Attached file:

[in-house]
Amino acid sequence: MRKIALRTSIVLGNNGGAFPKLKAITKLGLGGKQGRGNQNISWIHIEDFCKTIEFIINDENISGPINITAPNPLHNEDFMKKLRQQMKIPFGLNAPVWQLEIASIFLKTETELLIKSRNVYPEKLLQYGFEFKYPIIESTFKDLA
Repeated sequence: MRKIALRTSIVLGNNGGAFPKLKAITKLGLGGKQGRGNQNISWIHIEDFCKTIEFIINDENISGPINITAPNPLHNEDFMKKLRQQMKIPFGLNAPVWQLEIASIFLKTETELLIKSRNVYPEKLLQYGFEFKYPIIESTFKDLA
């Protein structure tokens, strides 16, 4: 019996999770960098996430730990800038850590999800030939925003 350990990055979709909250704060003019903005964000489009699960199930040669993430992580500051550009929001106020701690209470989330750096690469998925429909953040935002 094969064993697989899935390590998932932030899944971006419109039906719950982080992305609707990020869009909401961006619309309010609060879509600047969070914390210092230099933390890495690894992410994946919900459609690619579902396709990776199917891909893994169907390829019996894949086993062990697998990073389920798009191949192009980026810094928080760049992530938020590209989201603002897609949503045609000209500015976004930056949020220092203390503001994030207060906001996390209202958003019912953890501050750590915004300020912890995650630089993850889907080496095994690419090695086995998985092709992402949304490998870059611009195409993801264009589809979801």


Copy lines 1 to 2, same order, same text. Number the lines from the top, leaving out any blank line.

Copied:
[in-house]
Amino acid sequence: MRKIALRTSIVLGNNGGAFPKLKAITKLGLGGKQGRGNQNISWIHIEDFCKTIEFIINDENISGPINITAPNPLHNEDFMKKLRQQMKIPFGLNAPVWQLEIASIFLKTETELLIKSRNVYPEKLLQYGFEFKYPIIESTFKDLA